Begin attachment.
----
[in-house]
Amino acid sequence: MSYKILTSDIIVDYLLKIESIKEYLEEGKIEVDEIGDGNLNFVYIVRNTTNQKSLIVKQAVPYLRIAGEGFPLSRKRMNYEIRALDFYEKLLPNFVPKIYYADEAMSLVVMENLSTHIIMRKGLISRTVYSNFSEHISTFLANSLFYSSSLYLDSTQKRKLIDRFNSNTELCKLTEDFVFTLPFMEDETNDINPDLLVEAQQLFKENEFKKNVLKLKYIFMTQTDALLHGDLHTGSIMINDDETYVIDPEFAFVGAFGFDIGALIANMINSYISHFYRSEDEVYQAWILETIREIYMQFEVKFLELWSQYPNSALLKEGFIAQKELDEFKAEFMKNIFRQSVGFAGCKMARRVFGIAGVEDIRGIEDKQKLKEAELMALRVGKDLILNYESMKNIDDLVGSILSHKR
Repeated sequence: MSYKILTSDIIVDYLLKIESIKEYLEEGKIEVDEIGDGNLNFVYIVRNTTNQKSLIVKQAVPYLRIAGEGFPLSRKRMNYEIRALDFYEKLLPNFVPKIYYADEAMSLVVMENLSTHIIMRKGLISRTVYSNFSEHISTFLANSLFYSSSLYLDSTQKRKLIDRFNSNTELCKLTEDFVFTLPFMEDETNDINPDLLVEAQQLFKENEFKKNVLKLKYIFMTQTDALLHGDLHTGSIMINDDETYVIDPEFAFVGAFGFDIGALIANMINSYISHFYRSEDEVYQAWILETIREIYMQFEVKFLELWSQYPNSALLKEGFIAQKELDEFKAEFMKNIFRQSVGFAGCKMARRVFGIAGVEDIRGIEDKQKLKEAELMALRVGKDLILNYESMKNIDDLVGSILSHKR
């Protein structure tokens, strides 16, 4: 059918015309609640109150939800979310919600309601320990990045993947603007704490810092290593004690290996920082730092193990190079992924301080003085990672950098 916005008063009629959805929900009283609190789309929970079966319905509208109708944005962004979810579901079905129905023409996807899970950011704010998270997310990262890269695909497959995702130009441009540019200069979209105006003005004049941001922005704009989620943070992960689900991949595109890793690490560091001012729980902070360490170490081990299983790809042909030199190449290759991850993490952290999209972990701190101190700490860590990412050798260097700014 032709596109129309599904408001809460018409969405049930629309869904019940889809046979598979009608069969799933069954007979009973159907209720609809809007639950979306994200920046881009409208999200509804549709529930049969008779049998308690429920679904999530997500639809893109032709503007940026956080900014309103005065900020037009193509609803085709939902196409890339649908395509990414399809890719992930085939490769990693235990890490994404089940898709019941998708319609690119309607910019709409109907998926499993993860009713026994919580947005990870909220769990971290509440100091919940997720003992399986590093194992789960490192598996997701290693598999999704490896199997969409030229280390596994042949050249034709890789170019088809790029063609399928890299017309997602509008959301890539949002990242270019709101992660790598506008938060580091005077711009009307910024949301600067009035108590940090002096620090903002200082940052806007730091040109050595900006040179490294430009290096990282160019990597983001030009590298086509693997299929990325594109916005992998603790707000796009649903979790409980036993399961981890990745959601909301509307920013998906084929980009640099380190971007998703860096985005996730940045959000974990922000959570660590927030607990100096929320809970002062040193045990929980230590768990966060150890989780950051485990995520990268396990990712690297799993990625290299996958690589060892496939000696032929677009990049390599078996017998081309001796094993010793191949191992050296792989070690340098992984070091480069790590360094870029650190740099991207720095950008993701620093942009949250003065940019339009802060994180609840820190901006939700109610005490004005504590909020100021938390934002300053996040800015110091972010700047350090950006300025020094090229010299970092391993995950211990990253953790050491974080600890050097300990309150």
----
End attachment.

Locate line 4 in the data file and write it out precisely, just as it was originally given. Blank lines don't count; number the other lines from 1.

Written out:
């Protein structure tokens, strides 16, 4: 059918015309609640109150939800979310919600309601320990990045993947603007704490810092290593004690290996920082730092193990190079992924301080003085990672950098 916005008063009629959805929900009283609190789309929970079966319905509208109708944005962004979810579901079905129905023409996807899970950011704010998270997310990262890269695909497959995702130009441009540019200069979209105006003005004049941001922005704009989620943070992960689900991949595109890793690490560091001012729980902070360490170490081990299983790809042909030199190449290759991850993490952290999209972990701190101190700490860590990412050798260097700014 032709596109129309599904408001809460018409969405049930629309869904019940889809046979598979009608069969799933069954007979009973159907209720609809809007639950979306994200920046881009409208999200509804549709529930049969008779049998308690429920679904999530997500639809893109032709503007940026956080900014309103005065900020037009193509609803085709939902196409890339649908395509990414399809890719992930085939490769990693235990890490994404089940898709019941998708319609690119309607910019709409109907998926499993993860009713026994919580947005990870909220769990971290509440100091919940997720003992399986590093194992789960490192598996997701290693598999999704490896199997969409030229280390596994042949050249034709890789170019088809790029063609399928890299017309997602509008959301890539949002990242270019709101992660790598506008938060580091005077711009009307910024949301600067009035108590940090002096620090903002200082940052806007730091040109050595900006040179490294430009290096990282160019990597983001030009590298086509693997299929990325594109916005992998603790707000796009649903979790409980036993399961981890990745959601909301509307920013998906084929980009640099380190971007998703860096985005996730940045959000974990922000959570660590927030607990100096929320809970002062040193045990929980230590768990966060150890989780950051485990995520990268396990990712690297799993990625290299996958690589060892496939000696032929677009990049390599078996017998081309001796094993010793191949191992050296792989070690340098992984070091480069790590360094870029650190740099991207720095950008993701620093942009949250003065940019339009802060994180609840820190901006939700109610005490004005504590909020100021938390934002300053996040800015110091972010700047350090950006300025020094090229010299970092391993995950211990990253953790050491974080600890050097300990309150």